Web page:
According to the USDA Biosecurity Guide for Poultry Owners, disease is an abnormal condition that is the result of infection, genetic defect or environmental stress. Disease affects the normal functioning of a living organism, which leads to reduced production or performance of the animal. In poultry, there are four main classes of infectious disease-causing agents: bacteria, viruses, fungi and parasites. Viruses are the cause of the current HPAI outbreak and can be spread a variety of ways in the environment: directly, indirectly or by vectors. Direct contact with sick or infected birds, manure, litter, debris, feathers or bodily fluids can be the cause of virus transmission. Transmission also occurs through indirect contact with materials that have been contaminated with the virus (shoes, clothing, hands and vehicles), then carried to healthy birds. Live vectors such as wild animals, rodents and insects can also be major transmitters of the virus.

 

Avian Influenza in the United States

Avian influenza is a disease caused by infection with avian (bird) influenza (flu) Type A viruses. These viruses occur naturally in wild migratory birds (such as ducks, swans and geese) and can infect domestic poultry (such as chicken, ducks, quail, pheasants, guinea fowl and turkeys). Avian influenza viruses are categorized into two strains based on the ability of the virus to cause disease in poultry. These groups are low-pathogenic avian influenza (LPAI) and HPAI. Several different strains of LPAI can be found in wild birds across the U.S. Birds with “low path” forms of the virus typically show no signs of infection. However, LPAI viruses have the potential to mutate into HPAI, which is why they are monitored closely by the USDA. The HPAI viruses recently detected in the U.S. resulted from comingling of migratory waterfowl between northeast Asia and Alaska, which allowed for genetic re-assortment of Asian HPAI strains and North American LPAI strains. These new mixed origin viruses were then rapidly spread south along North American migration flyways.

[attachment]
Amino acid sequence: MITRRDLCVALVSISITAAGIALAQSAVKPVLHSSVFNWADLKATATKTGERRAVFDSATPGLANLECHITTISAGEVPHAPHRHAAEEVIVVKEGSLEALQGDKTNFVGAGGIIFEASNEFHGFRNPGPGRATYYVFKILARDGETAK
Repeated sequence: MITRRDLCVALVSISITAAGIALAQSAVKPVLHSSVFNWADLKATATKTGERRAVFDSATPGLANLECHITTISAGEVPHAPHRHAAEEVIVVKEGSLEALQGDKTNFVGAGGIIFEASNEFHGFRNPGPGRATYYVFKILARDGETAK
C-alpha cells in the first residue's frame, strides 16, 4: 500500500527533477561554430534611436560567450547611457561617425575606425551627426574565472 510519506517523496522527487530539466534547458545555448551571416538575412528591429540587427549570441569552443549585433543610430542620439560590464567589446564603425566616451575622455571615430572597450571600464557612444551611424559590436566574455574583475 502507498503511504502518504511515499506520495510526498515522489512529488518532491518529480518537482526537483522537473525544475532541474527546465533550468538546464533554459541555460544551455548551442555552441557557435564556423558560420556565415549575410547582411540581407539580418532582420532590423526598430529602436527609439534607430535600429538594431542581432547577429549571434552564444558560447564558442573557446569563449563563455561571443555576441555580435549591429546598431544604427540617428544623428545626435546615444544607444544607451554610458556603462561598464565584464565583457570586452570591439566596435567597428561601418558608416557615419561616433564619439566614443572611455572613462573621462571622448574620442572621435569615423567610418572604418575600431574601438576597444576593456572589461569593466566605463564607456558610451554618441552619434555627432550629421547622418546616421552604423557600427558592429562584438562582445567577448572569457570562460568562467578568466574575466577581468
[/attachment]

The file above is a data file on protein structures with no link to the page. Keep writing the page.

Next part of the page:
In domestic poultry, HPAI is very contagious and causes serious illness and death. Once established, it can spread rapidly killing 95 percent to 100 percent of an infected flock. Possible signs of HPAI include decreased energy and appetite, decreased egg production, abnormal egg shape, respiratory distress, diarrhea and swelling or purple discoloration of the head, eyelids, comb, wattles and legs. Much of the U.S. outbreak has been focused in the commercial egg and turkey industry; however, HPAI has also been detected in backyard flocks. To prevent further spread of the disease, some states have taken precautions by canceling all poultry related shows and events through the calendar year. All vaccine development and approval is strictly regulated by the USDA. To date, there is no widely available and effective vaccine to prevent HPAI. Should the USDA authorize vaccine use, careful consideration will be given regarding vaccine efficacy, impacts of vaccine use in the field and potential impacts on poultry trade.